‘Russians need to show they’re clean’: Paralympics president allegedly pranked on TV
Prankster called him, pretending to be Edwin Moses, prominent former athlete and now chairman of USADA, America’s anti-doping agency.
The prankster first let Craven know about the leak of “some classified documents” about the American athletes, and went on to say: “It’s unofficial… We’re pretty sure it’s initiated by Russia.”
He also warns about other possible hacking attempts.
Craven sounds reserved, but intrigued and somewhat concerned, saying that there have been hacks. “We changed our passwords, but we didn’t know that any data was leaked.”
Craven goes on to thank the fake “Moses” for the FBI’s interest in the “leak.”
Another hot issue the prankster touched upon was the Russian Paralympic athletes’ ban from the Rio Games this year.
Later on, the IOC president Thomas Bach comes under fire, with Craven saying: “If Bach tries to pull a fast one, I'm going to slam him... and I hope Craig Reedie [president of the World Anti-Doping Agency] does the same.
“If Bach doesn't change his tune, he's going to be in a very difficult situation 'cause public opinion all over the world is against him. And particularly in Germany. Germany can't stand him. Angela Merkel can't stand him.”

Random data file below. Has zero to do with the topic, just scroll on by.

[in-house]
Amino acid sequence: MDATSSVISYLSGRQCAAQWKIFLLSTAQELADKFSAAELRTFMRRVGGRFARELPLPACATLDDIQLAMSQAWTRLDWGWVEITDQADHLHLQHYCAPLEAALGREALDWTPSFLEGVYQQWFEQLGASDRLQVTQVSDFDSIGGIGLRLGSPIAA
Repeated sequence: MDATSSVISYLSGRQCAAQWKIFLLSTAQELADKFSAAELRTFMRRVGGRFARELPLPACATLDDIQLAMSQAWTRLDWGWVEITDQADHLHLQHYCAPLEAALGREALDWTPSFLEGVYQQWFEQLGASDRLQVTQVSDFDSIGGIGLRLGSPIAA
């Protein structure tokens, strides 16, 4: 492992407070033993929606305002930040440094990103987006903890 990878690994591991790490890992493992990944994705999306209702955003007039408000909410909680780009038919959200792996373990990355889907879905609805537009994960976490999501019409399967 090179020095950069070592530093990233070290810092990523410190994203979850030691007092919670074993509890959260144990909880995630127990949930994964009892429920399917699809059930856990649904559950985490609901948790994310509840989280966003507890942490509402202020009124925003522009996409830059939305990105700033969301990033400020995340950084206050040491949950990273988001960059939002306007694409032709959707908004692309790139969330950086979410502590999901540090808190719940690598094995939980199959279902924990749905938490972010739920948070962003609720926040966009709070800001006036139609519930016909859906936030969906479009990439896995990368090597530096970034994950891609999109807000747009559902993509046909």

Concluding the conversation, Craven says: “We will stand strong with you and with everybody else who knows that we cannot have the Russians competing again until they have adopted the right policies that show that they are a clean nation. Never mind clean athletes, they have to be a clean nation.”
RT has requested comment from representatives of Philip Craven and Thomas Bach regarding the authenticity of the records and information voiced by Craven. So far, no response has followed.
The press service for Gerardo Werthein, president of the Argentinian Olympic Committee, who was insulted by Craven during the phone call, told RT he would make no comment.
The recording was also forwarded to the Russian Paralympic Committee, and they are studying the conversation.
The decision to ban the entire Russian Paralympic team from participation in the Games in Rio was unanimously made by the IPC on August 7.
The ban came after allegations of a state-sponsored doping system in Russian athletics were revealed in a November 2015 World Anti-Doping Agency (WADA) report. No accusations of doping have been presented against the members of the Paralympics team, however.
After the decision, the Russian Paralympic Committee lodged several appeals to the IPC, CAS and the Swiss Federal Court, but they were all rejected.
On Saturday, the Olympic summit in Lausanne, Switzerland, is set to kick off, with the IOC saying the event will focus on creating "a more robust, more efficient and more independent" worldwide anti-doping system.